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The Hawaiian Shirt Returns to the Island

Finlay Renwick
·3-min read
Photo credit: Circle Films / Mr Porter
Photo credit: Circle Films / Mr Porter

From Esquire

Over the last five(ish) years, the Hawaiian shirt has gone from humble to haute, becoming the favoured summer canvas for designers to project their most delicate and daring visions. We’ve seen Frankenstein prints at Prada, photos of flowers picked from the designer’s Antwerp garden at Dries van Noten and original paintings by Raymond Pettibon at Dior.

But much like wide leg trousers, avocado green bathrooms and the return of populism in Europe, trends inevitably return to the source, which means that this summer the printed shirt has gone full retro Honolulu, with big, bright, cartoonish flowers and lots of red and yellow the pervading themes. If the last few years have been about the high fashion, avant- garde pursuit of the camp collar, this summer we’re looking at a luxury all-inclusive on the Big Island vision of Aloha style.

Photo credit: Getty Images
Photo credit: Getty Images

The origin story of the Aloha shirt typically goes like this: in the Twenties, Japanese women living in Hawaii began to use excess kimono fabric to create shirts for men, resulting in a, for the time at least, unusually vibrant piece of menswear that perfectly suited the relaxed atmosphere and dress codes of island living. It soon developed into a ubiquitous totem of Hawaiian tourism, the shirt to wear if you’re a fun guy who likes to have a good time, or at least drink loads of punch and get pathologically sunburnt once a year.

While their aims might be slightly loftier than the pink haoles who descend onto its gentle shores to gorge on crab legs and cocktails, this summer a host of designers have looked to Hawaii for inspiration. When I spoke to him on the phone last April, Casablanca head honcho Charaf Tajer was in Hawaii to both hide out from the coronavirus and dream up his brand’s summer 2021 collection, which references brilliant pink sunsets and palms lilting in the island breeze. At Saint Laurent, Anthony Vaccerello’s plans to move his runway to a Hawaiian island were scuppered thanks to the pandemic. The clothes, however, borrow heavily from old school holiday-wear, with shell necklaces, hibiscus prints and the shirt of the season (there’s always one), a red, black, pale blue and purple floral unisex piece in silky lyocell that is the ultimate tacky holiday shirt refracted through a luxury Parisian fashion house lens. You can imagine lots of celebrities being photographed in it once the Paparazzi Industrial Complex is back open for business. Another look from the collection sees a flowery shirt worn open under a black shawl collar suit jacket and square aviators. A bit menacing. A bit taking it easy, brah.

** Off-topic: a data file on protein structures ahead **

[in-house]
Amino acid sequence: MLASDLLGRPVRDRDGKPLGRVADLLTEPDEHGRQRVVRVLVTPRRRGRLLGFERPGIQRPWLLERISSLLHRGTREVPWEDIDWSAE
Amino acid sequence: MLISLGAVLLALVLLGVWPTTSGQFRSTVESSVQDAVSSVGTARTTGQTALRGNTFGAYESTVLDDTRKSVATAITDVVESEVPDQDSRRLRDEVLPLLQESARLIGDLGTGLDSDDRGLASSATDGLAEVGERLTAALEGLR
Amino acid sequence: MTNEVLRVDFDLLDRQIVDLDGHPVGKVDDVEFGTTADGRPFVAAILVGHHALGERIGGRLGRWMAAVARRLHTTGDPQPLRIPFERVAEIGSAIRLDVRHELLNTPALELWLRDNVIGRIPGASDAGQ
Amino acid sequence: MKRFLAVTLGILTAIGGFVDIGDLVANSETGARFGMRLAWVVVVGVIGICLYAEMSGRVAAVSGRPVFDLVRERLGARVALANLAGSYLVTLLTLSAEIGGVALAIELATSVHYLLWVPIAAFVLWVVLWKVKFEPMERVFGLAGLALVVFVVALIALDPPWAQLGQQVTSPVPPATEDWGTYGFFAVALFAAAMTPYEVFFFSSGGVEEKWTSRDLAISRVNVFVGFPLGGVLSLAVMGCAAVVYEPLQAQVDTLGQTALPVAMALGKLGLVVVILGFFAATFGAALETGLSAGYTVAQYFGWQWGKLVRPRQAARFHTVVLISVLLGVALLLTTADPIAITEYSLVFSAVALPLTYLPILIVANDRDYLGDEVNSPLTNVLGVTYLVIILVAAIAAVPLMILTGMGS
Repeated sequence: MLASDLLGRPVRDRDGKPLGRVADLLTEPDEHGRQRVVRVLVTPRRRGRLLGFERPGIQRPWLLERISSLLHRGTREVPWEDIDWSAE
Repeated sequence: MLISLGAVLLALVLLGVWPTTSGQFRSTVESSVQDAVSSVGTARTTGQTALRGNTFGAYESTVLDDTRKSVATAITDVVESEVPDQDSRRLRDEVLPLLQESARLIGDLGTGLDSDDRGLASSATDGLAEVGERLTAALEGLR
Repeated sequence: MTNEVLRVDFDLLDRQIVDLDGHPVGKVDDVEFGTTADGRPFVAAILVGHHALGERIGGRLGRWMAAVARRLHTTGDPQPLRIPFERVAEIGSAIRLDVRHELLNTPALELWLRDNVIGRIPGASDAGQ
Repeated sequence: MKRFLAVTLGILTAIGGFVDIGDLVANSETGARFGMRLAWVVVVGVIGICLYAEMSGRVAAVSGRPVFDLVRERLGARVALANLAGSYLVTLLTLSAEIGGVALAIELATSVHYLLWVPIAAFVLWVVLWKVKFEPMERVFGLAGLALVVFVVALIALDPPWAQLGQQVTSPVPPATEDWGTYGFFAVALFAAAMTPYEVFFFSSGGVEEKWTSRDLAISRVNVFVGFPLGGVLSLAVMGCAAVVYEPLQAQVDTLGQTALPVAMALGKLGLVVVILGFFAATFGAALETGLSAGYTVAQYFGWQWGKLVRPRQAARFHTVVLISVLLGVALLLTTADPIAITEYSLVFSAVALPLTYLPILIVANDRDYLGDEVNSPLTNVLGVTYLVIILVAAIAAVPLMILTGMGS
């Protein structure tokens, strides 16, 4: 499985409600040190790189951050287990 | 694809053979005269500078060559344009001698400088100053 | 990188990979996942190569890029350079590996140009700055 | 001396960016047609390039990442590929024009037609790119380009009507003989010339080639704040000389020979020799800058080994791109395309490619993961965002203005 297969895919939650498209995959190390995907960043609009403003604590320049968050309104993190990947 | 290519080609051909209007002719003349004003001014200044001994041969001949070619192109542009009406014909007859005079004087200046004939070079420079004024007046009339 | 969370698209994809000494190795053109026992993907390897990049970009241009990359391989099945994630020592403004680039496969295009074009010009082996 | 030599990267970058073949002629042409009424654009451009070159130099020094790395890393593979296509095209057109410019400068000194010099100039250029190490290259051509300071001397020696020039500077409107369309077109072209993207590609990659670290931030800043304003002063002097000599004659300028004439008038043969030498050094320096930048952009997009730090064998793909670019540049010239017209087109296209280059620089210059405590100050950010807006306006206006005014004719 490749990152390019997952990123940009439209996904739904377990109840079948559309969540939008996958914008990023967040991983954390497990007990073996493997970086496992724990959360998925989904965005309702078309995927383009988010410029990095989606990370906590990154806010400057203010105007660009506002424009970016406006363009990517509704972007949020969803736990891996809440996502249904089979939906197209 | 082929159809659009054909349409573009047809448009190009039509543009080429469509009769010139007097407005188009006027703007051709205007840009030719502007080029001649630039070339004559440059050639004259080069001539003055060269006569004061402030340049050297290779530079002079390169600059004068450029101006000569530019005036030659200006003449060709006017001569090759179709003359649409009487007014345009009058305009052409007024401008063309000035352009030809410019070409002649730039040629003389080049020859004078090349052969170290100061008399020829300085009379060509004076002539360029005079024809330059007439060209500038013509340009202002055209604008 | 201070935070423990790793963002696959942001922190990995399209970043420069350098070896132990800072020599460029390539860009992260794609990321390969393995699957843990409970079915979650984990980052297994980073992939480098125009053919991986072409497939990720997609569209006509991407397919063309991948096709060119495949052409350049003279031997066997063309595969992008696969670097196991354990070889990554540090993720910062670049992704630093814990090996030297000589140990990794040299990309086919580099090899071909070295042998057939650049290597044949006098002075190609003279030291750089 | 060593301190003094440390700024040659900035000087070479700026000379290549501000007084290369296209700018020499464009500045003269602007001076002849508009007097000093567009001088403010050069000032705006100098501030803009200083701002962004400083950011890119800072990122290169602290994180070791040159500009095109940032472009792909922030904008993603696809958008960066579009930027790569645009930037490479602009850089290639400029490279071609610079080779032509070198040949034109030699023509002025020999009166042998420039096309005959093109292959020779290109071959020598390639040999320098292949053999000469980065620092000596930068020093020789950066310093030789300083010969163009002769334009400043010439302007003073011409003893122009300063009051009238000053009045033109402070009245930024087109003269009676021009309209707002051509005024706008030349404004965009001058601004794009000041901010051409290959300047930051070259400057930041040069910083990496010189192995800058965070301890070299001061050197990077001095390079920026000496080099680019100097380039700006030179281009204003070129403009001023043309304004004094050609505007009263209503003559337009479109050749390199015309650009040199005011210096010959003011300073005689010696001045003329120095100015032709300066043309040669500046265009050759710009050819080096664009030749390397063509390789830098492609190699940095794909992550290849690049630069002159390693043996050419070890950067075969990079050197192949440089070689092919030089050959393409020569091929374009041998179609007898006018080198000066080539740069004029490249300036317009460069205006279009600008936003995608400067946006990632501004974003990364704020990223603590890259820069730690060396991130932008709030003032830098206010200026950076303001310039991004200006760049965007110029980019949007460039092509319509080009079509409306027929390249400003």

Elsewhere, YMC has created everything from a classic Aloha shirt to a matching denim jacket and short set in a fun and gaudy floral print. Ralph Lauren has shirts that are swimming in Americana leisure references: surfing, lounging, snorkelling and more lounging. Even Tom Ford, a designer who typically shies away from overt print in favour of expressing his view of daring through fabrication,, has created a long-sleeve Hawaiian going out shirt that is glamorous and fun and very Seventies. In fact, there's so much kitsch floral in the collection that it's found its way onto backpacks, boxer shorts and a particularly decadent silk robe.

Photo credit: Saint Laurent
Photo credit: Saint Laurent

While it’s hardly the most cutting-edge design in the history of designs, it makes sense that this summer – one that we hope will be markedly different to the last, full of fun and relaxation and holidays and crab leg buffets and getting pathologically burnt by a pool somewhere – is punctuated by an icon of lazy summer dressing.

The Aloha shirt is back. Here’s hoping we have plenty of opportunities to wear one.

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